Teenage health - it's a jungle out there
As a rule, I'm not keen on quotes I don't know are accurate - and certainly not credited to more than one person. But as the mother of a teenager there's one that I just keep hearing. Sometimes it was Mark Twain who said it, sometimes Winston Churchill, but the gist is the same: "When I was 16, I thought my parents knew nothing. When I was 21, I was shocked to discover how much they had picked up in the last 5 years."
Being a teenager is no walk in the park. Most people reading this have been there. If your teenage years were decades ago, spare a thought for teenagers today, who have to cope with everything you did and social media as well. This brings with it the risk of cyber-bullying, which you can't escape by closing your bedroom door. And that in turn can lead to low self-esteem, depression and physical health problems such as irritable bowel syndrome.
Sexual experimentation - and the pressure to take part - is hardly new. But social media means that teenagers have access to a much wider group of potential partners than in the past. Most teenagers don't expect to wait until their wedding night to discover the joys of the marital bed. But many don't start off chatting online with a view to meeting up for sex, yet find 'one thing leading to another' all too easily online. The consequences include sexually transmitted infections and unwanted pregnancy.
The accepted messages about alcohol are unlikely to go down well with the average teenager. The Chief Medical Officer advises that young people should avoid all alcohol until the age of 16, and that even after that they're at higher risk than adults drinking the same amount. Although the number of 11- to 15-year-olds who have ever drunk alcohol has been going down since 2003, almost half of them have had alcohol and those who have are drinking twice as much as they were in 1990.(1) Almost 65,000 young people every year need treatment in hospital A&E departments because of alcohol (2) and 36 under-18s were admitted to hospital in England every day in 2009.(3)
Then there's the drugs issue. Statistics vary wildly about whether drugs are more or less freely available than 30 years ago (usually depending on whether it's a politician publishing them or not) but there are certainly more varieties out there. Spotting the signs of drug and alcohol abuse in a teenager isn't as easy as you might think. They include demanding more privacy, moodiness, locking doors to stop parents getting in, spending hours in their bedrooms, not coming home when they're expected and being evasive about where they were. Sounds like the average teenager? It may be more helpful to look for sudden changes - getting into trouble at school for the first time, skipping classes, dropping school performance. Bloodshot eyes, dilated pupils and seeming intoxicated are more specific warning signs.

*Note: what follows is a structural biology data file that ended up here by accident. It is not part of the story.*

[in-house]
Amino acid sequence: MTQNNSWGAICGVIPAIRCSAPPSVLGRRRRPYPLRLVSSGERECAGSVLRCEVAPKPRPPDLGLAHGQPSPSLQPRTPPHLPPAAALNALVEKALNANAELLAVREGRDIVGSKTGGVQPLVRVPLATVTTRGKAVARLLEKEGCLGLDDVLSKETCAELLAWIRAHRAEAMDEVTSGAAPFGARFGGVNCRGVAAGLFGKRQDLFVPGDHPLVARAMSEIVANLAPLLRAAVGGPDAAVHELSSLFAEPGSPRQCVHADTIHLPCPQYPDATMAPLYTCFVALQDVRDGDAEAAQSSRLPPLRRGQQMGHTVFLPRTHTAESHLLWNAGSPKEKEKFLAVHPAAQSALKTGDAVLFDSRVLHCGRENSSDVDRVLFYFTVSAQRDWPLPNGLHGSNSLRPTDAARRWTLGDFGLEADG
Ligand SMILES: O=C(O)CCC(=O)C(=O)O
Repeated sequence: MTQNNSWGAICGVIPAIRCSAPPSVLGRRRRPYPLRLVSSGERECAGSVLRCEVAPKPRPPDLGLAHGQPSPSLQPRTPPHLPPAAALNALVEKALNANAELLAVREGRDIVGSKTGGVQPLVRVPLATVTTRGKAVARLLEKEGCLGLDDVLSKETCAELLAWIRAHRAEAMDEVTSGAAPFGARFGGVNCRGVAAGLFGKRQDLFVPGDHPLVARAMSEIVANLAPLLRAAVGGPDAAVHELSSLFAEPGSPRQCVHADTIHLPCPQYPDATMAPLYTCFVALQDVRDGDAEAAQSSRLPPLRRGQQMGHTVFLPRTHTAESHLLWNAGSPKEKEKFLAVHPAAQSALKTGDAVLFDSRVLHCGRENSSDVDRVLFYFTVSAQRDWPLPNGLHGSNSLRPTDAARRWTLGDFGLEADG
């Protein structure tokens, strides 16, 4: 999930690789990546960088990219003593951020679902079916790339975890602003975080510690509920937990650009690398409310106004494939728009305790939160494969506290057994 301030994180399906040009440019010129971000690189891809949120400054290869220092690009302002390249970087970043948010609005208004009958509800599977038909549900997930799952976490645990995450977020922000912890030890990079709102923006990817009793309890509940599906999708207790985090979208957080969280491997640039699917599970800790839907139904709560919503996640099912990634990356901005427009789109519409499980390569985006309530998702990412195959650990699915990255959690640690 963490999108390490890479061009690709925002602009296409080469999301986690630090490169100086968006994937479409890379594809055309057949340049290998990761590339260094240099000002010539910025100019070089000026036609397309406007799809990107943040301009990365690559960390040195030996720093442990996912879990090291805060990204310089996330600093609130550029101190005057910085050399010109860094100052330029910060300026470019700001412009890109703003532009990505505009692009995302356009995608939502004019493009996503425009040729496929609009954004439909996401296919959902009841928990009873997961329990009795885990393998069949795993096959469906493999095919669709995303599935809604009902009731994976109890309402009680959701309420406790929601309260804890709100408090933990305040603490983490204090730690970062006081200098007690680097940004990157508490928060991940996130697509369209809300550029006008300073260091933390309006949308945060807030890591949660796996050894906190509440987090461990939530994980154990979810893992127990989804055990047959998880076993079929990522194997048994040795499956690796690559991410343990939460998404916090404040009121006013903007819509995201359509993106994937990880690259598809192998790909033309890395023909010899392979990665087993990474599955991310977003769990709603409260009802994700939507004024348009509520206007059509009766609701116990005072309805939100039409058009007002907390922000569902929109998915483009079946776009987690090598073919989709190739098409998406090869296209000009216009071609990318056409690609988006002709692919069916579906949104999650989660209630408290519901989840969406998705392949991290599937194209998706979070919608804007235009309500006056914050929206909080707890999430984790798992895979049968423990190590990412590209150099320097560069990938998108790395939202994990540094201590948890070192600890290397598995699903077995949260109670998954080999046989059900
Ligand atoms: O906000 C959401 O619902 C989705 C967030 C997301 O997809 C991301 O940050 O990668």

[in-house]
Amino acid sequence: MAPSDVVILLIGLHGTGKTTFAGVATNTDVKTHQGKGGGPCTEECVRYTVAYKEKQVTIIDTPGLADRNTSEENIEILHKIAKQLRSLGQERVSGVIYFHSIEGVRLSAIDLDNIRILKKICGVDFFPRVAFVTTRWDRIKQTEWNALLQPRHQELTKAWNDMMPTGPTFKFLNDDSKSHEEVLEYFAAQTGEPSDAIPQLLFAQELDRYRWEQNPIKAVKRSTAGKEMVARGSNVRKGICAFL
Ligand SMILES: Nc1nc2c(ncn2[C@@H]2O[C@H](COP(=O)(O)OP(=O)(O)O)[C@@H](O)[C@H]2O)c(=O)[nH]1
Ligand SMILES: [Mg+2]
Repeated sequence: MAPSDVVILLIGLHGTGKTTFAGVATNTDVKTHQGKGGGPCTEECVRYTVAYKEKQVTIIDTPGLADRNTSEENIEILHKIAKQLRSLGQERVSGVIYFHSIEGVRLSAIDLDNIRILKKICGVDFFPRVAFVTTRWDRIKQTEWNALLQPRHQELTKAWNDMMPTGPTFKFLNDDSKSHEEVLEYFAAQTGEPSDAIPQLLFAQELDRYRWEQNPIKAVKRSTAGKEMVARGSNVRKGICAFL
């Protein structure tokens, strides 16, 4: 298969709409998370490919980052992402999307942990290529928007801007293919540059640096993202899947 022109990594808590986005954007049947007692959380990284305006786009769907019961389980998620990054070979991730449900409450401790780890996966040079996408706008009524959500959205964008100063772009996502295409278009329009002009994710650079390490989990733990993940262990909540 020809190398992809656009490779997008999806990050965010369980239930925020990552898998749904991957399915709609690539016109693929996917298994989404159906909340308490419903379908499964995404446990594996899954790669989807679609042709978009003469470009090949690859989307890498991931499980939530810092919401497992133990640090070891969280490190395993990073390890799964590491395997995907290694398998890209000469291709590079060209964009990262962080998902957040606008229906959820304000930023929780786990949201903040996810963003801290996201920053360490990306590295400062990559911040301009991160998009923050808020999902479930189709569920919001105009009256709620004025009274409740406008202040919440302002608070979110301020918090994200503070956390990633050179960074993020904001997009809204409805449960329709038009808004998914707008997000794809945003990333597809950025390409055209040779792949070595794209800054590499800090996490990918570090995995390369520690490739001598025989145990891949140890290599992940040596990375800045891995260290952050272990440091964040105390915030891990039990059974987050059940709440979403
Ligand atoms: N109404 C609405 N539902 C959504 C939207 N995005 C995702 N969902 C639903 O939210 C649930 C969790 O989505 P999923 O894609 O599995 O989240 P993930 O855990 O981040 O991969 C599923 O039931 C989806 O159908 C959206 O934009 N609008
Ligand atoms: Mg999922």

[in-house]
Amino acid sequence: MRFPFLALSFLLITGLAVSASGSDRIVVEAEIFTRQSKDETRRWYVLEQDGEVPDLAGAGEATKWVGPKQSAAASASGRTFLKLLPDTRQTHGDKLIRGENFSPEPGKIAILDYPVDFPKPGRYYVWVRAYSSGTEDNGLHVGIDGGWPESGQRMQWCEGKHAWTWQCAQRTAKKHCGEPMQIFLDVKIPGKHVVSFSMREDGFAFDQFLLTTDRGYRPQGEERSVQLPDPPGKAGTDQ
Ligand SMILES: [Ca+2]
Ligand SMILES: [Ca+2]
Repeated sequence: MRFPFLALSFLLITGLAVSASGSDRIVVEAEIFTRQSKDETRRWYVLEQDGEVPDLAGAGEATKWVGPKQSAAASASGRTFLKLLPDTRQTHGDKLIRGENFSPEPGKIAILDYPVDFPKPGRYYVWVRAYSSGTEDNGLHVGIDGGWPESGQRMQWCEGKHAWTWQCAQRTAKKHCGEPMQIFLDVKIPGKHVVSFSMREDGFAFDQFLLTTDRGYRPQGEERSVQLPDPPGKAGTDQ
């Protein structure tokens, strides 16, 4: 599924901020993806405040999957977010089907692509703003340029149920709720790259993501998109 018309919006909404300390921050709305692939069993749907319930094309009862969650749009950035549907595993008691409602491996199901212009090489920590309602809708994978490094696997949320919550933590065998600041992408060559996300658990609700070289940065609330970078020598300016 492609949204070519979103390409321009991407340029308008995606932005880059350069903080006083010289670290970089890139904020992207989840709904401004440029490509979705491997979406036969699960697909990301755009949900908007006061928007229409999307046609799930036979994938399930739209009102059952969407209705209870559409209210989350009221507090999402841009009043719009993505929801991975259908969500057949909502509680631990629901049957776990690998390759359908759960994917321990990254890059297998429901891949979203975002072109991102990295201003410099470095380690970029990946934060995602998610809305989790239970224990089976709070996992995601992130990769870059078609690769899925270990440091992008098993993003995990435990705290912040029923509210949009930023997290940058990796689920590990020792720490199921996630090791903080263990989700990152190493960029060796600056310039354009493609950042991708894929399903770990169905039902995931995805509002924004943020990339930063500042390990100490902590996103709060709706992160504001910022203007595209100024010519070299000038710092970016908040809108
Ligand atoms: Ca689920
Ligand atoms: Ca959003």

Whether it's sex, alcohol or drugs that cause you to worry for your teenager's health, it's essential to tread a fine line. Young people are coping with a host of scary new changes and pressures. They're desperately trying to assert their independence, so are unlikely to take kindly to 'interference'. Yet they may secretly be terrified and need to know they're supported.
If you do have your suspicions, be honest with them. Try not to lecture but do explain why you're concerned. Point them in the direction of reliable, teen-friendly websites like: www.healthtalkonline.org/Young_people/ or http://www.talktofrank.com/ to find out more. But most of all - be there for them. One day you may even understand each other again.
1. Ref Smoking, Drinking and Drug Use 2010 - http://www.alcoholconcern.org.uk/consultancy-and-training/resources2/resources/key-stats-and-facts
2. Impact of Alcohol Consumption on Young People - A Systemic Review of Published Preview, Department of Children, Schools and Families (now Department of Education), 2009
3. Ref Lansley, A. (2010) Alcoholic Drinks: Misuse, Parliamentary Question, House of Commons, 2 March 2010